I’d plant the sunflowers over the squashes, and I always plant corn and cucumbers together as the cucumbers need the shade. I can’t imagine planting corn AND beans AND squash together as squashes are garden thugs here! And you don’t mention succession planting; is that not possible in your climate?
Hope your numbers work out!
Hi Carol, we are doing the exact thing here too. The diagram has been drawn of the veggie garden and the numbers are not adding up! The veggies are going to have to spill over in to the flower beds. I have been cogitating over which ones to place where. We both will be eating well this summer! 🙂
Daphne Gould says
Well since you asked about making the vegetable GARDENER bigger. I'll recommend zucchini bread, blueberry muffins and pumpkin pie. Oh and lots of potatoes. ;> But in all seriousness I'm having the same issues too. My biggest problem is that I want to keep my rotations mostly intact since we are so humid and get so many diseases. Usually I plant my tomatoes and peppers together. Tomatoes in the back and peppers in the front for the wide row. This year carrots are going down the middle and will be pulled before the peppers and tomatoes grow into it. I'm going to put basil in between some of my tomatoes at the edge of the beds. I'm doing a three sister's plot. And I'm thinking of ways to make my 4×4 potato area go up a bit for a larger harvest (wood or wire). I might also steal parts of my perennial bed for more tomatoes. Tomatoes are my flaw this year. I have way, way too many.
Good ideas! Can your family eat that many squashes? We had three plants and had way more than we could eat. Of course that’s not a bad thing. You can bet this year is going to be an important year to maximize veggie crops.
Carol, I have an easy solution to make my vegetable garden bigger–I just till up more of the yard:) I’m not as ambitious a veggie gardener as you, so so far this has not been a problem. I’ve seen trellises and arbors in other small gardens, though, and was amazed at what all can be grown vertically.
The burning question for me, though, is what do you do with all that squash??
I also use the square foot gardening method and raised 6″ beds. My plans for planting are posted here. Don’t know if it will help though! That’s a lot of squash! I have the additional problem of wanting to save seeds from my heirloom veggies – so have to isolate varieties. In addition to this bed, I have a “cool weather” bed and 2 more beds with various varieties of squash and watermelon.
Hi Carol, I garden in zone 5. Last summer had lots of luck growing eggplant in containers.
Can you trellis any of those squash? I am thinking of trying that this summer.
Mr. McGregor's Daughter says
I need to try the interplanting veggies with perennial flowers method. Whatever I try with this is going to have to be a very attractive plant.
I use the fences around the garden area a lot. I have grapes trained on them. I grow gourds on them. I have espaliered apples along one. It is amazing what you can grow along a fence past the garden paths and the raised beds
I can’t wait to see what you can cram in your garden! Kim
Nice selection of seeds.
I do have one idea to get more space out of limited space which my husband did with his tomato beds.
First, like yours…raised beds are a must.
Second, I remember reading that all you need to move around furniture in your home is 18 inches…so that is the size of the walking space in between the beds.
It’s been working for 6 years now!!
What to see? Go to my husbands “Heirloom Tomatoes” blog on my page.
Containers! I interplant veggies with perennials and annuals, and this year I have a very nice spot against the garage door (no, we don’t put the car in there) with lots of sun and I am going to put some big handsome containers there for peppers, cherry and small tomatoes–Totem from Pine Tree Gardens is a nice pingpong ball-sized tomato, cucumbers, some Thumbelina carrots, and one zucchini — husband HATES it, so it’s just for me. Other containers on patio for basil and other herbs. Lettuce already started in improvised cold frame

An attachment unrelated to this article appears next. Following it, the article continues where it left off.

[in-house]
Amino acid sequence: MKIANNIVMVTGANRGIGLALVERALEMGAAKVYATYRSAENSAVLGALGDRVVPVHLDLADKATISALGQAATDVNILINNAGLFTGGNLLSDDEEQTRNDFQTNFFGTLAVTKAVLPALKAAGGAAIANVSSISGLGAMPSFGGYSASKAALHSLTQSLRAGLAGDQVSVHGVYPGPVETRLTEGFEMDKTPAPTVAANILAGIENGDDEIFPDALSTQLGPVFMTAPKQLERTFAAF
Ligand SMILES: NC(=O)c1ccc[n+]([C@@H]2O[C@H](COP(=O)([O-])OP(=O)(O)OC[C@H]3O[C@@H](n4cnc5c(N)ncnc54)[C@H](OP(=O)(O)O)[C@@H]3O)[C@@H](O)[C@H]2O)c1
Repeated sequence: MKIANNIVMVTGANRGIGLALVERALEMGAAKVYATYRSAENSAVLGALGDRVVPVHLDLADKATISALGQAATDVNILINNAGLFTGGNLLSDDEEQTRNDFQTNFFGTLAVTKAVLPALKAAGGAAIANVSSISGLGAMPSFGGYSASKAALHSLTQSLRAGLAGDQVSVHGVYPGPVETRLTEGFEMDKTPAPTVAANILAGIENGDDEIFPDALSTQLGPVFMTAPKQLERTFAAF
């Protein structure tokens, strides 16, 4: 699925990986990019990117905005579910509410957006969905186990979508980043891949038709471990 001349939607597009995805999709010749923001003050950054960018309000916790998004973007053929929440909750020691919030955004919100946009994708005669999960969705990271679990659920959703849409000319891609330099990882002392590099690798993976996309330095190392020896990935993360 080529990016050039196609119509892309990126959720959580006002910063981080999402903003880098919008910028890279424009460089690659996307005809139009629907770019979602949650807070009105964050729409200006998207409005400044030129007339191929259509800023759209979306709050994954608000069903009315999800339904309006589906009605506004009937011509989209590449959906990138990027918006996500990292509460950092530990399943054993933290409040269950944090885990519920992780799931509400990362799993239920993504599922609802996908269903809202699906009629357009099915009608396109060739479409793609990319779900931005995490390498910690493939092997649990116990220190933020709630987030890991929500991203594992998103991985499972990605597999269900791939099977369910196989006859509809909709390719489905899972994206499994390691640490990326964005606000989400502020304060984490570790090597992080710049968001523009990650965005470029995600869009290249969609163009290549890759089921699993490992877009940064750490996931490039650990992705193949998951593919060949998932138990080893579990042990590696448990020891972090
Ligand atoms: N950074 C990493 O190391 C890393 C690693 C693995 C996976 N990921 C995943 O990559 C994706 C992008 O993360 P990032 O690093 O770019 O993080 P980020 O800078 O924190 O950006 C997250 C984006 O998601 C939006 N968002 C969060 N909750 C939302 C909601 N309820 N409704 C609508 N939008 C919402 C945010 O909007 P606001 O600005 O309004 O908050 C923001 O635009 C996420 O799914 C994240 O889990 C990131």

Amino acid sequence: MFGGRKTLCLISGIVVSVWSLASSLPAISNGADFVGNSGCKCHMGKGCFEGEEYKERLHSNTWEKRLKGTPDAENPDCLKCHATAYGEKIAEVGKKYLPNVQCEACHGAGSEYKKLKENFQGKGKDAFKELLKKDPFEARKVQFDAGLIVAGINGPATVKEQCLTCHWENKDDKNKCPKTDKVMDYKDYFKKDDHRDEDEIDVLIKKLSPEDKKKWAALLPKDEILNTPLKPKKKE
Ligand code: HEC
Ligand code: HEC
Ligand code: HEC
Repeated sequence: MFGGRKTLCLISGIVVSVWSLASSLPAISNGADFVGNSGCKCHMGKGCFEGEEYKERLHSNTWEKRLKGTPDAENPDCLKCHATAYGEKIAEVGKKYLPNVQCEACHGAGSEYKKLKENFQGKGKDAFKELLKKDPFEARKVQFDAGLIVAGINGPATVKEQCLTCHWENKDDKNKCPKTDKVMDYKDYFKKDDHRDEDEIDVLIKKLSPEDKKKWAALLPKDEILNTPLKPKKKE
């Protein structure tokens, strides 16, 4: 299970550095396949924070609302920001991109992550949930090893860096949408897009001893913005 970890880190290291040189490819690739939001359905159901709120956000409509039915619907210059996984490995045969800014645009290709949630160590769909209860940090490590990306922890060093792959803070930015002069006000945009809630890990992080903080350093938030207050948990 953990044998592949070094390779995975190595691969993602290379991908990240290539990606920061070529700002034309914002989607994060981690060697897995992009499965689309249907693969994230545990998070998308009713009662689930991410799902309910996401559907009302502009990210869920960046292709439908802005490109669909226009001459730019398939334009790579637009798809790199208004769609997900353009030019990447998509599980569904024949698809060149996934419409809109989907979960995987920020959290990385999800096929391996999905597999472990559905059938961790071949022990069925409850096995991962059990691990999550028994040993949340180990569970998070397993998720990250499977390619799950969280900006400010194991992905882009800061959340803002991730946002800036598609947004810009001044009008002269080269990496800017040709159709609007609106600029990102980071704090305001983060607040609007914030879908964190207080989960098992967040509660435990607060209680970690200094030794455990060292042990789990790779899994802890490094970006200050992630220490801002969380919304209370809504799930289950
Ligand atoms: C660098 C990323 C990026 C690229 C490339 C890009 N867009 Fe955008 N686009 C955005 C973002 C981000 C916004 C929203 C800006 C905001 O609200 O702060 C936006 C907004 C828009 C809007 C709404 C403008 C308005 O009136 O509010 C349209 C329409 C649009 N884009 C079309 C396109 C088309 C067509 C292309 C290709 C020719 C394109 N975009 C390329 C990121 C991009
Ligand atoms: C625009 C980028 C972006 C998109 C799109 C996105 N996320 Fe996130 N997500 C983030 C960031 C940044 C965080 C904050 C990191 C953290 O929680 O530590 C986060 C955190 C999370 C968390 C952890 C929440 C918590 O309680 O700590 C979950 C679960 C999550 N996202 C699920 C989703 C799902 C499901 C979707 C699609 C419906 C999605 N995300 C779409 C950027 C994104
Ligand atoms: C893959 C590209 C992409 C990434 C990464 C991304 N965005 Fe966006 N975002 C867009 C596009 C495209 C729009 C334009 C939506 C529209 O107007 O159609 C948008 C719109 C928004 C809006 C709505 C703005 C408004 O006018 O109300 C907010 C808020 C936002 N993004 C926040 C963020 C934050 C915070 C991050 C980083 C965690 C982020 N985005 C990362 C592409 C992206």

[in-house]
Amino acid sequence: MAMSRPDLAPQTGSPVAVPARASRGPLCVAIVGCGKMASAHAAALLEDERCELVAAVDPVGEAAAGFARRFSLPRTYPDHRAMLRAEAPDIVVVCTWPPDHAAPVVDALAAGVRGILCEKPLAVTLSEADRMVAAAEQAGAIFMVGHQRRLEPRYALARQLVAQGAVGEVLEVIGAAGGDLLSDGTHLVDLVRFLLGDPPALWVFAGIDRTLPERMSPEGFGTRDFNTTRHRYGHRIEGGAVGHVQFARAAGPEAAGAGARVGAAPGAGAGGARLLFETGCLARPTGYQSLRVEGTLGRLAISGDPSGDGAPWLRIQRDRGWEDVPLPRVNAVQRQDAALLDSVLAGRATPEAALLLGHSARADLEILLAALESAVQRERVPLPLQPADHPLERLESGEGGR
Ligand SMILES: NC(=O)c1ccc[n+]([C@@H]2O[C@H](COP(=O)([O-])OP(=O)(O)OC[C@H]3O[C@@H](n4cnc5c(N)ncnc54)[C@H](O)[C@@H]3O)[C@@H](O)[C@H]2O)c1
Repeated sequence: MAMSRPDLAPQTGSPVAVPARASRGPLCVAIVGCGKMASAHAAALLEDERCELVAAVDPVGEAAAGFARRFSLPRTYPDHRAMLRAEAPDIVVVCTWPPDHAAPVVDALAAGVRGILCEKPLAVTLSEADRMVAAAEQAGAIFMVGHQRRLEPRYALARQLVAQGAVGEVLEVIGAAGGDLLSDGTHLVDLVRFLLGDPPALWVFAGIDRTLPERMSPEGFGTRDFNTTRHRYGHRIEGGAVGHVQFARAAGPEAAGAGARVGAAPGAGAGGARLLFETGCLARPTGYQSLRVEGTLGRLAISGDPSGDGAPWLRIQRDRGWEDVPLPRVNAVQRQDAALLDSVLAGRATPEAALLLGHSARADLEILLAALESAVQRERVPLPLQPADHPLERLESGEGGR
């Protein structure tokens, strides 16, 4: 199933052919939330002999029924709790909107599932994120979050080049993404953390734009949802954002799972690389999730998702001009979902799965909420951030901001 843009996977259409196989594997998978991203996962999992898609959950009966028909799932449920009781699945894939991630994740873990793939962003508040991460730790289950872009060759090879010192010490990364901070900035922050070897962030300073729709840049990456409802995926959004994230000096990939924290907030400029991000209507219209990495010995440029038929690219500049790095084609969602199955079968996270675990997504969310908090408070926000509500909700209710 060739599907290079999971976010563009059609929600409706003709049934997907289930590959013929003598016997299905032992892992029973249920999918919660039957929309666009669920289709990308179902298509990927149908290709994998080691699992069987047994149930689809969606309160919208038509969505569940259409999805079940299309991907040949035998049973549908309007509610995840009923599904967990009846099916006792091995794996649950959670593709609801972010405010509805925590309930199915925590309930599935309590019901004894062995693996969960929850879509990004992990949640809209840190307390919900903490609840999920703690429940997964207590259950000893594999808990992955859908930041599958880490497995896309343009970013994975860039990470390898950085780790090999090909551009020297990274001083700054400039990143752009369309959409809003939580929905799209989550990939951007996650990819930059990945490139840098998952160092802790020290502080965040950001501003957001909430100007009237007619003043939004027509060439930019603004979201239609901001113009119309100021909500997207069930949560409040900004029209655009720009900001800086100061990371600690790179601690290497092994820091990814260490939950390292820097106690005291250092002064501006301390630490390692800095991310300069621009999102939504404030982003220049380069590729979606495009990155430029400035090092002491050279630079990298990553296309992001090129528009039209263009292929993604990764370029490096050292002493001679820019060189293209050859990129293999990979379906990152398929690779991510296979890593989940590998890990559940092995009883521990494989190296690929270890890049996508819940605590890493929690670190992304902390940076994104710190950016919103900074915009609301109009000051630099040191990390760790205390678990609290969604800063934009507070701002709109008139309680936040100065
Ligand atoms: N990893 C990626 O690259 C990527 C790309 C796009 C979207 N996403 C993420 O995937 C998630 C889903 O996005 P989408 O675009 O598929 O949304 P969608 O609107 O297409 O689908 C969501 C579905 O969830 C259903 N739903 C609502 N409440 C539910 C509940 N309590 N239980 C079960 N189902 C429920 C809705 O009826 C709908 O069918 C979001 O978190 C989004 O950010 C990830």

Eggplant, tomatoes, beans, both bush and pole, sunflowers, cosmos, marigolds, and Cocozelle squash in perennial bed. Eggplants are very decorative, and pole beans make a great backdrop for flowers. Anyway, that’s my plan.
Carol Michel says
Thanks all for the great comments and the additional ideas. I think I’m going to have a garden that seems twice as big this year.
Oh, and all that squash… I’ll give a lot of it away.
Carol, May Dreams Gardens
Just finished planting out my veggie garden yesterday (except for succession planting space). After I had all the veggies seeds in place and my map filled in with where each plant is – I went back and filled in every space in between with wildflower seeds. I’m sure I’ve overplanted using every edge and corner, too. But I’d rather do that than the other way around. I’ve also planted some veggies in the back yard perennial bed this year. There was just no way to make all those seeds fit in the side yard designated for the veggie garden.
Thanks for the great information.
Dear Carol, I am a brand new zone 5 vege gardener and have thought about getting some dwarf apple trees and espalier them on the side by the fence to save room in the general vege garden. I am reading up on this and you can do pears and apples and have really smal dwarf trees that would not get that tall and be easy picking. I guess it takes time and some pruning the designs are so cool. What do you think ???
Jane Ellis says
If you are planning to home-grow tomatoes this year, I highly recommend The Tomato Stake.
Its easier to use than metal cages or towers, stronger than bamboo sticks, and wont rot or splinter like wood stakes.
garden girl says
Lots of good tips! I have way more seeds than space, but I’ll plant what I can using trellises, succession planting, square-foot gardening (without the grid,) and I will probably use some of the pots I usually plant annuals in for tomatoes and peppers next to the garage where the veggie bed is.
I’m tall and have long arms, and with a bed only 4′ wide I should be able to reach everything without having to walk in the bed, so all available space will be planted, including right up to the edge of the bed.
These are great tips! Thanks!
(And why do you need 5 packs of squash? I get the yellow summer squash vs. zucchini but still…)